This work explores how relationships of blood, marriage, sex, and residence work in each type of Cuban family, particularly as it is affected by Cuba’s struggle to transform its economy. It also examines historical perspectives on the contemporary Cuban family, ethnicity and race, marriage, the extended family, family rights, the emigrating family, United States’ citizenship issues, religion and the Cuban-American family. Tables list such details as population numbers, age, life expectancy, growth, birth, and death rates, immigration and mortality rates, HIV rates and literacy. The book also includes narratives of childhood memories from pre-revolutionary Cuba to the late 20th century, providing fresh insights into the cultural value attached to the family.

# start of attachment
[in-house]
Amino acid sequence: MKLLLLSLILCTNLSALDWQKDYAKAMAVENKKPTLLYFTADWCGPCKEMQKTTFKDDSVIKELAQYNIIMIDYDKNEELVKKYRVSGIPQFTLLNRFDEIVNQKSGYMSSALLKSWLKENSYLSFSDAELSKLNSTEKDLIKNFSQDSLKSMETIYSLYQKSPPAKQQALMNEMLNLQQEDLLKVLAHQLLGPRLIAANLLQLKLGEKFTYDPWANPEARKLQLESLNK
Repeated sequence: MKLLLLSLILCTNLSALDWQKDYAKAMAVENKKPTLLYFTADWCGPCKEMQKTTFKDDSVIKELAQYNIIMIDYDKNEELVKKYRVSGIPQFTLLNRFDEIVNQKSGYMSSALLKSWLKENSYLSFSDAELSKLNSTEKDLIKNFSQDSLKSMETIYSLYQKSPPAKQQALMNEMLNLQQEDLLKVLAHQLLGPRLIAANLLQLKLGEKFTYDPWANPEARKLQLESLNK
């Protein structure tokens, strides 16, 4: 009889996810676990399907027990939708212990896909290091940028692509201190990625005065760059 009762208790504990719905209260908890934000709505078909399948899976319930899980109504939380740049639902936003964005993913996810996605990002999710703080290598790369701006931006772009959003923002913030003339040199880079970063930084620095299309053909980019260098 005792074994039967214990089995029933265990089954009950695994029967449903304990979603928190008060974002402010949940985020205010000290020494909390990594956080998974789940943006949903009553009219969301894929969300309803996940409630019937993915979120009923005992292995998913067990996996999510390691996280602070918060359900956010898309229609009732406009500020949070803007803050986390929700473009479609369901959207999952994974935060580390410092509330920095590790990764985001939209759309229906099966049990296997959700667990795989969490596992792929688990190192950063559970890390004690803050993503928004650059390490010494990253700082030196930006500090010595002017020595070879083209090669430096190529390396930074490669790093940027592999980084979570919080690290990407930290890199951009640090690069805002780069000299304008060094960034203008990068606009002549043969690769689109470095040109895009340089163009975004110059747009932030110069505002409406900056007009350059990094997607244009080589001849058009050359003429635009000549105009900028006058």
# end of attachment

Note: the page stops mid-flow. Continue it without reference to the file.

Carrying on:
History, Americas, Caribbean-West-Indies,